The last time I tried using a pay phone was on the corner of 5th avenue and 27th street. I had to get a surprise phone call to a friend who had, just that evening, landed in Los Angeles from Colombo. I seem to continually lose contact with friends and remain unmotivated to do anything to stop them as they become acquaintances. One of the contributing factors at the time must surely have been my reluctance to get a new phone after my old one snapped in half.
I had five dollars in quarters, a long distance prepaid phone card, and my friend’s old number. The pay phone triplets, adorned with graffiti and fast food garbage, did not work as effortlessly as I had hoped. All my quarters turned into dial tones and when I did finally get through — on a pay phone duet around the corner — I did not have enough quarters to leave a proper message on my friend’s voicemail. We did manage to get in touch, but I soon fell back into the old habit and we became strangers.
I can draw no mental picture of our time in Lower East Side, nor do I remember the specific circumstances in which we took the train to Philadelphia and spent the day doing nothing. But strangely enough, whenever I am in LES, I think of it as ‘her neighborhood’, though many forgettable and regrettable things have happened in the neighborhood since I last saw her near Tompkins Square. I’m sure Philadelphia, though I am yet to return, suffers the same fate. In all honesty, I don’t quiet remember her face. But some features in strangers’ faces are odd versions of ‘her face’.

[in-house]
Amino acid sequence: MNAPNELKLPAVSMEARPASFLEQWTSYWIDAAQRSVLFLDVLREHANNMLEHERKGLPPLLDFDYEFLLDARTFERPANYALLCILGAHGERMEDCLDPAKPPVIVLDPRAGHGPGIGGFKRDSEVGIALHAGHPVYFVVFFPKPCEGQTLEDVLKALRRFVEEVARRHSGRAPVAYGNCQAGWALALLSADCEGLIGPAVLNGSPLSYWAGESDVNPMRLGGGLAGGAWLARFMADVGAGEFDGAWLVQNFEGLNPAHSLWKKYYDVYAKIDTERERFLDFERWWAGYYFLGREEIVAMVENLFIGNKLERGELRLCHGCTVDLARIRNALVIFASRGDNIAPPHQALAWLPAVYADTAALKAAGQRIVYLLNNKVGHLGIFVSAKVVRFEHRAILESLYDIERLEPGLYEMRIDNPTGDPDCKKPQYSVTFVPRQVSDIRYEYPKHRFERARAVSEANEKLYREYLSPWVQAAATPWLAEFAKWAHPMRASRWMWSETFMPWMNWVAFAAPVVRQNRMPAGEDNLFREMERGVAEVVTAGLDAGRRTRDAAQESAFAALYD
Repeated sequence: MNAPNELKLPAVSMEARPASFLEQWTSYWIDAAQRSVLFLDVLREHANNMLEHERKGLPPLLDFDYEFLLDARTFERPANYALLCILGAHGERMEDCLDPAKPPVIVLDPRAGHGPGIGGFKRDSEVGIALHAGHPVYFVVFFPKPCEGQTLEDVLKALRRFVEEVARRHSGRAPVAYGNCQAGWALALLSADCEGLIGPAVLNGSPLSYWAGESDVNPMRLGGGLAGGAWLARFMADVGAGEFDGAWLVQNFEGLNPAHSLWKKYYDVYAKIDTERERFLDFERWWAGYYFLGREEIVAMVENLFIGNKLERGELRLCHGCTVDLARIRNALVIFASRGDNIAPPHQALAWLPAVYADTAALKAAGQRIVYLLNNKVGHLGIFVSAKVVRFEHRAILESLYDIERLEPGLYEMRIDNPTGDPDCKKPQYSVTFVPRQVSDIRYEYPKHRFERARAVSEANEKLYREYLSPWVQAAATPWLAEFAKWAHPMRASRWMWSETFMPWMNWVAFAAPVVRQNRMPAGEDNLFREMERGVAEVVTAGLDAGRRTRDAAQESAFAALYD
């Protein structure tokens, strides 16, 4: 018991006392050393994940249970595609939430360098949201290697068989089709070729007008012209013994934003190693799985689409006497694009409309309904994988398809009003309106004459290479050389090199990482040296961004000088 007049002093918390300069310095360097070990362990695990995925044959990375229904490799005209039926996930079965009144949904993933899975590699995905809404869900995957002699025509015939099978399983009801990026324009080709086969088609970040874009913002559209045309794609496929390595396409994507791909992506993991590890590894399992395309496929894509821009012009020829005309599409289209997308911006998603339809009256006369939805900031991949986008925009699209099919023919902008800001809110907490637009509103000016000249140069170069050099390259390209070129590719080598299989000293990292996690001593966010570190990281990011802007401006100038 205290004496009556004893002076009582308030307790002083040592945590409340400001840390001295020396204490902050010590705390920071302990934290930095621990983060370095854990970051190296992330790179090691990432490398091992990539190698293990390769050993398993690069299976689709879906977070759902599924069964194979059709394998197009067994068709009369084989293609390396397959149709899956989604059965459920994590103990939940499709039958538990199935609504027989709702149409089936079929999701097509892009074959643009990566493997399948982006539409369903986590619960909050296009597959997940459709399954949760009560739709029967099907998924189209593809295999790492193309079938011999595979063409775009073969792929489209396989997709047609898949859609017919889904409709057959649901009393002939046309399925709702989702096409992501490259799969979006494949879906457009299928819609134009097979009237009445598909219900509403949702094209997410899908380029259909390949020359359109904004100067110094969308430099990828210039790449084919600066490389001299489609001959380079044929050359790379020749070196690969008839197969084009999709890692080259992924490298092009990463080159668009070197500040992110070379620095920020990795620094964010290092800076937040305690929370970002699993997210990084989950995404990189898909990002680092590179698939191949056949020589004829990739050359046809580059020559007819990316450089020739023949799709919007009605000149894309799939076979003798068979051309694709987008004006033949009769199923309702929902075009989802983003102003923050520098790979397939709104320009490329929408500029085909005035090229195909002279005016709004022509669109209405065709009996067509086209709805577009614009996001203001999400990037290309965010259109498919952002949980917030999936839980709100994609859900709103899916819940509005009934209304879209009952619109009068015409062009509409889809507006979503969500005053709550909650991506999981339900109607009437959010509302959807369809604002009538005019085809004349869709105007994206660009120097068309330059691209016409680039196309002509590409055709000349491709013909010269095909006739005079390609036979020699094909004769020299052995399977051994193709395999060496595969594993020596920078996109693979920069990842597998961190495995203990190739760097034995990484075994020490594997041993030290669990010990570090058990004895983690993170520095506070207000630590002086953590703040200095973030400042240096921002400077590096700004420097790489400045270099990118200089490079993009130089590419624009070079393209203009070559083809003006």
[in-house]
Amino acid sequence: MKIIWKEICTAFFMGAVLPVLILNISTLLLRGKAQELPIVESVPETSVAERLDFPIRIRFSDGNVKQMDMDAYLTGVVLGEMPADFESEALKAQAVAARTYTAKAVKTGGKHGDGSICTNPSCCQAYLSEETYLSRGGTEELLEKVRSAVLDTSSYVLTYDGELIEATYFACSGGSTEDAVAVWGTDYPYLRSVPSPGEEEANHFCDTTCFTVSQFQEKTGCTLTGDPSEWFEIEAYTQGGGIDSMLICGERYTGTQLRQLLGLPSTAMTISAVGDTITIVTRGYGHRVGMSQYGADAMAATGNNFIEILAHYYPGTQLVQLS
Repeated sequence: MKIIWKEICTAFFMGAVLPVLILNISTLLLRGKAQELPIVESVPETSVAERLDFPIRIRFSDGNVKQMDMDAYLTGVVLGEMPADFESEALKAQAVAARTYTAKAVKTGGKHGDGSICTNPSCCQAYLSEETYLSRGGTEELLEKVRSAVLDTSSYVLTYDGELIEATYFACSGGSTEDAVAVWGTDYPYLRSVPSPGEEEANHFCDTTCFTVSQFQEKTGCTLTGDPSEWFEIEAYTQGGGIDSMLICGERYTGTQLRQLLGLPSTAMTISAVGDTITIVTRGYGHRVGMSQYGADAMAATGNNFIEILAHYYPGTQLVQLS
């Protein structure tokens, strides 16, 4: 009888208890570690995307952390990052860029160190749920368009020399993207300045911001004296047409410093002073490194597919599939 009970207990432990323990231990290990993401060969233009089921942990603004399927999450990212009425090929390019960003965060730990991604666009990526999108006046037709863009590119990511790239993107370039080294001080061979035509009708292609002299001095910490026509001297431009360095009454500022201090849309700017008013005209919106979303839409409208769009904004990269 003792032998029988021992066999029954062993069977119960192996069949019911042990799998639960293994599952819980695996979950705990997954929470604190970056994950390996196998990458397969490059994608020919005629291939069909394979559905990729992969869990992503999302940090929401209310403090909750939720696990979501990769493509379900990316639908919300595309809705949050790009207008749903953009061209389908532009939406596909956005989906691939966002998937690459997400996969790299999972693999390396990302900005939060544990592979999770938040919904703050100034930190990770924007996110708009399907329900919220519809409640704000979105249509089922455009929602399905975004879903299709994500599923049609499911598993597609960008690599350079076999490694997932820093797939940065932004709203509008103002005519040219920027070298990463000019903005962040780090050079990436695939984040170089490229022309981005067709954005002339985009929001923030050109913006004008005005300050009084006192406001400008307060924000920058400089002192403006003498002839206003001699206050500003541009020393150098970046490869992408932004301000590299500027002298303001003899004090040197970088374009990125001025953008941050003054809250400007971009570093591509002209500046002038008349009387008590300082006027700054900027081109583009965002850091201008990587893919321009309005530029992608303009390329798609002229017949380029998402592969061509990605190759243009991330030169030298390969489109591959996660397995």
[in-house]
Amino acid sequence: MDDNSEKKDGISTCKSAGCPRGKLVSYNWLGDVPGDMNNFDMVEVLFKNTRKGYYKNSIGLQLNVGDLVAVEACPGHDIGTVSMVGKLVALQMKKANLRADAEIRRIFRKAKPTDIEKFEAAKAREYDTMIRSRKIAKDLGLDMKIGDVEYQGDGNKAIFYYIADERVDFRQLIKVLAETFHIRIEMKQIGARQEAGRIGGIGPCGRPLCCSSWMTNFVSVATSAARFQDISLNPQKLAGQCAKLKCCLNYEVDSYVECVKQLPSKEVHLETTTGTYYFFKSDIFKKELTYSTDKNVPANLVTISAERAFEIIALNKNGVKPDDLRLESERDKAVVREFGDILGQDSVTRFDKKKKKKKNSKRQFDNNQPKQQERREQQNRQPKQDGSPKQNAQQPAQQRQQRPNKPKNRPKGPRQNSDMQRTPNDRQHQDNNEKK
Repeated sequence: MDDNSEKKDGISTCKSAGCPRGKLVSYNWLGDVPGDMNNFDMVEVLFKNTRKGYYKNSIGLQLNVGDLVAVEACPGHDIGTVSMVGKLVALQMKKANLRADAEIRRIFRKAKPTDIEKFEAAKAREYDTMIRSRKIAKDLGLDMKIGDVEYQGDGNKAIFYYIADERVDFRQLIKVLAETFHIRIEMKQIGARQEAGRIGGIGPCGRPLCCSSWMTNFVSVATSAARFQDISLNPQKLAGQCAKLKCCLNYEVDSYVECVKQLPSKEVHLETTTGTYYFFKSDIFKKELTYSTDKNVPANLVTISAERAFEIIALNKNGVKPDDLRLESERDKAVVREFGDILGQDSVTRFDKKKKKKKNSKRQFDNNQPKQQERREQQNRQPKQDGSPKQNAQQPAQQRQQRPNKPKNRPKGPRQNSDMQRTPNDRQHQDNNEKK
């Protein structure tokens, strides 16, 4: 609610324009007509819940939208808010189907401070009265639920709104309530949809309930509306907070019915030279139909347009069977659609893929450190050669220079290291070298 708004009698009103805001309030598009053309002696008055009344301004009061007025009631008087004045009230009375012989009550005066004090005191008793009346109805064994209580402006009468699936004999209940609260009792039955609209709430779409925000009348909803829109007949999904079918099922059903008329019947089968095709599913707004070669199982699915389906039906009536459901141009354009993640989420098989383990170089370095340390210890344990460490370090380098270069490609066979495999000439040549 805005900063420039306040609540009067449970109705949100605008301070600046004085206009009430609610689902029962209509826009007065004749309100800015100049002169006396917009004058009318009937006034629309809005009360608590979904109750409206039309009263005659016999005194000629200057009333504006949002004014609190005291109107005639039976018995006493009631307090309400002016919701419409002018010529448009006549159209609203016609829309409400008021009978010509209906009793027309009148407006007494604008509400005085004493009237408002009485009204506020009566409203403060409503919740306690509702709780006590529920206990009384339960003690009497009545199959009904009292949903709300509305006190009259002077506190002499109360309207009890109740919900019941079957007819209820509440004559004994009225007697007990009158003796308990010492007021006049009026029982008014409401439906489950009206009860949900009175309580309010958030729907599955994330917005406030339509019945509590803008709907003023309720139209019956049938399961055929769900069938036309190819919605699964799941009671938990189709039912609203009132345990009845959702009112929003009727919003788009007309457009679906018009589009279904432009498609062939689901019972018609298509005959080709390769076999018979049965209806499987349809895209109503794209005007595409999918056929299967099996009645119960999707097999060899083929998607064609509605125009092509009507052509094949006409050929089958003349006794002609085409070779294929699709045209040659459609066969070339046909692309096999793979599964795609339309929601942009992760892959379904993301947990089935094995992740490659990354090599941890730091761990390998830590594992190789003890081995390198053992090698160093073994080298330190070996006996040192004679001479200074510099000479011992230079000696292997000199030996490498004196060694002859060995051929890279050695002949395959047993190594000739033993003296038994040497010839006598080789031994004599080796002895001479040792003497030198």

You may have heard the news already: they’re getting rid of pay phones in the city. Because death is insufficient to properly dismember one’s nostalgia in preparation for the coming of the future, pay phones are not only being gotten rid of, but are being replaced by Link NYC, a shining totem of technology that provides wifi, free calls, USB-ports for charging your phones, on whose side pedestrians can “view public service announcements and more relevant advertising on two 55” HD displays.”
No doubt the triplets on 5th avenue and 27th, and the twins further down the block will be gotten rid of too. And a Link will take their place. And by any measure, it will provide more public service than the quintet ever could, and would not require one to rub one’s ear once-removed with those of strangers’.
But I still cannot help but lament the loss of pay phones. I walked by the quintet with the assurance that they share the burden of memory. Now the city’s getting rid of them and it feels personal.
- HJ from The Ana Banana Team.
photo by Nina and Dmitry Sviridov Vozdvyzhensky